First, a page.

California Builds Clinics Under Federal Health Law, But Hiring Doctors May Be A Challenge
Starting next year, millions of people will gain new health coverage under the federal health law. In California, dozens of clinics are gearing up for the expansion, with new funding to build clinics and expand old ones. But as Pauline Bartolone reports from Sacramento, it may be a challenge to find the physicians to staff the new centers.
Just north of downtown Woodland, the Peterson clinic runs out of what used to be a one-story county hospital, built after world war two. Low income and uninsured people come here for health care. But not for much longer. The county wants to demolish the building. And that’s just fine for Communicare CEO Robin Affrime.
"It would be so expensive to make it work, the way that we would like to present a community health center. We’ve been growing a lot over the last number of years, and we also expect a surge in the number of patients that are eligible for health coverage. So we, we need to be ready,” says Affrime.
Affrime says they expect a 25% increase in patients at their Woodland site starting next year under the Affordable Care Act. So she’s been working on a grand plan for a facility to serve them.
Communicare recently broke ground on the construction of a brand new clinic. It’s right across the street from Peterson. Affrime is standing on the sidewalk, looking at tractors moving around dirt and debris on an empty plot of land.
“The first time I came on the site, the sound of the tractor was like music to my ears,” says Affrime.
More than half the money for the new clinic comes from a 5 million dollar federal grant made available through the federal health law.
"A year from now, this site’s going to have a beautiful new, 21,000 square foot building," says Affrime.
The new clinic will not just be bigger – it will have a different model of care. Affrime says it will be like ‘one-stop shopping.’ Many services – dental, medical, substance abuse treatment – all in one building. This idea - of a “patient-centered medical home”- is being advanced under the Obama administration. Dylan Roby with the UCLA Center for Health Policy Research says it’s part of a push to improve the quality and efficiency of care.
"Health information technology, developing these team based approaches to care, getting more national health service corp slots, so you can meet the primary care needs of the population. So there’s a little more funding designed to enhance the health centers we already have," says Roby.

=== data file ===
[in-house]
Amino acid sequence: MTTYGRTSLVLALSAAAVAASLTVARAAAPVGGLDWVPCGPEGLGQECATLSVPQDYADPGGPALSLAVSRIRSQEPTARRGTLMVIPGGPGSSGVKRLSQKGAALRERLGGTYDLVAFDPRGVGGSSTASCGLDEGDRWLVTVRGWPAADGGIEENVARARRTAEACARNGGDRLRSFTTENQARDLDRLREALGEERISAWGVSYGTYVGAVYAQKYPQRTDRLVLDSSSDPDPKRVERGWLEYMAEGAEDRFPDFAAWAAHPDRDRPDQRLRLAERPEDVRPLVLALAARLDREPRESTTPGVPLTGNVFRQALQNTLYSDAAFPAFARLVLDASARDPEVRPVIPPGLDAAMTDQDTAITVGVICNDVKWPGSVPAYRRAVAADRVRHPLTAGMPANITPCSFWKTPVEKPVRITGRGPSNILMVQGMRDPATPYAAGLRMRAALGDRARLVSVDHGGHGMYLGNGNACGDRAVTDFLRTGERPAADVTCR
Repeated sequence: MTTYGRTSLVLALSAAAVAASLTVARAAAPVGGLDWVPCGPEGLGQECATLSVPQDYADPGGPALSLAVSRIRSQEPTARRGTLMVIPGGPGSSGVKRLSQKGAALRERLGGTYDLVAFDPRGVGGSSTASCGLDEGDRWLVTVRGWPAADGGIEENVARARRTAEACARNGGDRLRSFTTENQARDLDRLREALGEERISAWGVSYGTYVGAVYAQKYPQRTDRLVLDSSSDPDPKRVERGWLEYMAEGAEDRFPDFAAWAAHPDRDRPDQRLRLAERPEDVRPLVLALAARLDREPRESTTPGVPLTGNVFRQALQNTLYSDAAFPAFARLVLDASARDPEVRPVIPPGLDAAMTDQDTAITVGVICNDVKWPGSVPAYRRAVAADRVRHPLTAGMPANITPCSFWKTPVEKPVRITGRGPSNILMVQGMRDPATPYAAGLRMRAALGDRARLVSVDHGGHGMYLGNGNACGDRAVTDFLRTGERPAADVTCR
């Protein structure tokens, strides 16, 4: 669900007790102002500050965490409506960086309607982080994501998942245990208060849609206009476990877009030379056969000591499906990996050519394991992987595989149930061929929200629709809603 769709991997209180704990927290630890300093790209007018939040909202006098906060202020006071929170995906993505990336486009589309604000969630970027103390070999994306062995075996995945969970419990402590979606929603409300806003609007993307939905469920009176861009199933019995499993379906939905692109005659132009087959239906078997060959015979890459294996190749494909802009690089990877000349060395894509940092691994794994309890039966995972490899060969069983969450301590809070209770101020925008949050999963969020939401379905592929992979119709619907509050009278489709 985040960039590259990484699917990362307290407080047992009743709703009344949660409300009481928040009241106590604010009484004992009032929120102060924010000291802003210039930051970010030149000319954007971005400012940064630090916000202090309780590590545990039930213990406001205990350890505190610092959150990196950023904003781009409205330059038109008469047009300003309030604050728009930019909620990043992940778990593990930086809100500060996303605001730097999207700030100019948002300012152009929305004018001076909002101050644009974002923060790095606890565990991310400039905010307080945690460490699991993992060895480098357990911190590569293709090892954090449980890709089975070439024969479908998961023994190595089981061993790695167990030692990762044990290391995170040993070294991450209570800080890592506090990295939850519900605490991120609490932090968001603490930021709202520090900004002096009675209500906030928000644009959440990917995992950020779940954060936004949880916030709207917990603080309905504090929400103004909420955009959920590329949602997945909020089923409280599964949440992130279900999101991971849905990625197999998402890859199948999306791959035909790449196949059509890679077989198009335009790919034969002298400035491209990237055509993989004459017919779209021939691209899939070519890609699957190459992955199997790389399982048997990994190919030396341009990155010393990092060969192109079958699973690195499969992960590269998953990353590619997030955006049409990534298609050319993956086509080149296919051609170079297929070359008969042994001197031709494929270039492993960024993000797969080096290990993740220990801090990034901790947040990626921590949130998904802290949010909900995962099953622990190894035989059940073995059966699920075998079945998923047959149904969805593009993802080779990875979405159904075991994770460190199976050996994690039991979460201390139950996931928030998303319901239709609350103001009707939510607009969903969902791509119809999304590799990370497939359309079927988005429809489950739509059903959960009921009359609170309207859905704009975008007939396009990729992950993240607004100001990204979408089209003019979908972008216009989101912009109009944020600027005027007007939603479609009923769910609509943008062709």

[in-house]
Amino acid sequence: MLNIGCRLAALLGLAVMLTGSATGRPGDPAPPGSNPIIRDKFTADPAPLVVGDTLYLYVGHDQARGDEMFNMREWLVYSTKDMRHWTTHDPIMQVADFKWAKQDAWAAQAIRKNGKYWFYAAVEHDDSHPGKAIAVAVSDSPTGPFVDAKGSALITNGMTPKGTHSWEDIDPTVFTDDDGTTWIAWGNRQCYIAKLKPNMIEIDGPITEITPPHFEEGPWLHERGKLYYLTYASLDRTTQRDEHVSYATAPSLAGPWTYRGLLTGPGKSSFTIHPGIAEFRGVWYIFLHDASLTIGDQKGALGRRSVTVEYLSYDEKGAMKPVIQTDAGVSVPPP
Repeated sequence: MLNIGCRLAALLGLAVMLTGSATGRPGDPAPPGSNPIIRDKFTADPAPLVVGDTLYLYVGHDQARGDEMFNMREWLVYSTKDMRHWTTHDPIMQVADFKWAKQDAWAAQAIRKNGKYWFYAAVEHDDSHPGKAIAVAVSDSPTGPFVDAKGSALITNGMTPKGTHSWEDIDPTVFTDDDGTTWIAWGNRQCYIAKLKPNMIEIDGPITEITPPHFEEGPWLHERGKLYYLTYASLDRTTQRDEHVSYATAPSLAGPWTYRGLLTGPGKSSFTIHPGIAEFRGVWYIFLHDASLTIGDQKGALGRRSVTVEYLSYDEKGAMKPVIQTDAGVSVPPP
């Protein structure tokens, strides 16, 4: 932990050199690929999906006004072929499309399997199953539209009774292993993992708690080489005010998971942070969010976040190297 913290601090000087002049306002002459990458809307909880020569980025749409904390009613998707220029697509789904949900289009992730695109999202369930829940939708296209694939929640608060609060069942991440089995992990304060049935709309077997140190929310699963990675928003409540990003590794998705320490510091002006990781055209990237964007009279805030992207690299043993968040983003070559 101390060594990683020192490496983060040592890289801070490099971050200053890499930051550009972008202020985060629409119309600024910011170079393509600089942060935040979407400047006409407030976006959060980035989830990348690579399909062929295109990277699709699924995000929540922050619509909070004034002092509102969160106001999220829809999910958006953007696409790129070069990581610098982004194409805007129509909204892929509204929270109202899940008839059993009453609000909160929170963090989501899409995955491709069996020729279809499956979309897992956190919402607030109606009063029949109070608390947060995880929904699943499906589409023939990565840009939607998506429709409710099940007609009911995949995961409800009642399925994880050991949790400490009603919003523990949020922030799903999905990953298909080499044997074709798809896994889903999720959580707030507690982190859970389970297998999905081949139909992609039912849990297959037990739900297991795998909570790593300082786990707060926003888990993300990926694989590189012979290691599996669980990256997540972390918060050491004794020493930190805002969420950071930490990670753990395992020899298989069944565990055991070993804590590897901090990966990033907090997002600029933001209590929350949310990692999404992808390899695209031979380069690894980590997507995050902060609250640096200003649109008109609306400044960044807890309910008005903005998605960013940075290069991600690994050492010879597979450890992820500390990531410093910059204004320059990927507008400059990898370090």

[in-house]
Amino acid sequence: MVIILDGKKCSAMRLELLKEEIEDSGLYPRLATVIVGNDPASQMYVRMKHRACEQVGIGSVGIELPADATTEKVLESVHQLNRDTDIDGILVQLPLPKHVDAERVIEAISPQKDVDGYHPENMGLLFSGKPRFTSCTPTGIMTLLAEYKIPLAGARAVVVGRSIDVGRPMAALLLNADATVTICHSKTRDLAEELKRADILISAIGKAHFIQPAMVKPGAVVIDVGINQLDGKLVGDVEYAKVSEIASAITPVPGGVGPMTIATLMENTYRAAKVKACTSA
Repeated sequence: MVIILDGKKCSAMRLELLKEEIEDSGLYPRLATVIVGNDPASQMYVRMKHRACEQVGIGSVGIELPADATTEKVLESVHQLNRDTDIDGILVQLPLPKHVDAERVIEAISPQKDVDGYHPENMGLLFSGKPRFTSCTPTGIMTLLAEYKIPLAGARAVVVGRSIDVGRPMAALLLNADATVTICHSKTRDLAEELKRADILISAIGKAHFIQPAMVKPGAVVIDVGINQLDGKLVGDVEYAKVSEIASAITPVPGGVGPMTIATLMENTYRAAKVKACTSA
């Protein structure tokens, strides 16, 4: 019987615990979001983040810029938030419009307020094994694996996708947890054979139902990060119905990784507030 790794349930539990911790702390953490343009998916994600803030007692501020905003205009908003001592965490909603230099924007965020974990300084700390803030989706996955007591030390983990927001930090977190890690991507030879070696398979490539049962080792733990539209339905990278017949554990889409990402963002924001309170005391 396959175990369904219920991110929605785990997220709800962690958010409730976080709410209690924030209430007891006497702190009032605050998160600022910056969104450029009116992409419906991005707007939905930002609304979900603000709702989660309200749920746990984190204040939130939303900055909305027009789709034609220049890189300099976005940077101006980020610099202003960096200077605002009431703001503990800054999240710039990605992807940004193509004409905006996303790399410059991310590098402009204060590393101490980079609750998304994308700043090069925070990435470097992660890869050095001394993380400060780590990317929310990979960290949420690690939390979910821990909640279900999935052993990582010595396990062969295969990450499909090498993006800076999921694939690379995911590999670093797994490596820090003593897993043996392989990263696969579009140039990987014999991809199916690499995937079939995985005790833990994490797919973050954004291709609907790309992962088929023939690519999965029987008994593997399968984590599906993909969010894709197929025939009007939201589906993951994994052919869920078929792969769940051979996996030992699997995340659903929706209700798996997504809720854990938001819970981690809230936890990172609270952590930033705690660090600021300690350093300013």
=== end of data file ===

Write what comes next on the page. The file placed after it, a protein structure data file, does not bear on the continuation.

Nationwide, the Affordable Care Act allots eleven billion dollars to expand or build new health centers to serve the nation’s poor. Roby says these centers help reduce health costs in other areas of the health system.
"So investing $1 in a federal qualified health center might end of saving you $2 or $3 in Medicaid claims and in-patient and ER visits because they’re allowing patients to avoid those high dollar more significant acute care," says Roby.
Community clinic advocates are thrilled by the federal investment. But there’s a problem.
"California has a very significant workforce crisis and this challenge is only going to be augmented by healthcare reform," says Carmela Castellano-Garcia, who directs the California Primary Care Association.
She says a limited supply of family physicians in the state already has community clinics struggling to get the doctors they need. Soon, the problem will get worse.
"Community health centers are really feeling this in they are having challenges with recruiting physicians; they are having challenges with retaining physicians as there’s increased competition now because everybody’s trying to expand and gear up for healthcare reform. Not just the community health centers, but the entire healthcare industry is facing the impact of this crisis," says Castellano-Garcia.
The Affordable Care Act does offer financial incentives to primary care doctors who work in underserved areas. Some may want the stability of a clinic setting as opposed to starting their own private practice. But either way, Castellano-Garcia does expect a bumpy start next year.
"In Massachusetts when the healthcare reform happened, quite frankly the community health centers were overwhelmed. There was a tremendous demand on them. I actually believe that the community health centers will be quite popular in 2014 as well, and that we will probably be struggling to keep up with the demand," says Castellano-Garcia.
The federal government says half a million more Californians will be served in the new or expanded clinics. How many physicians will be working in them remains to be seen.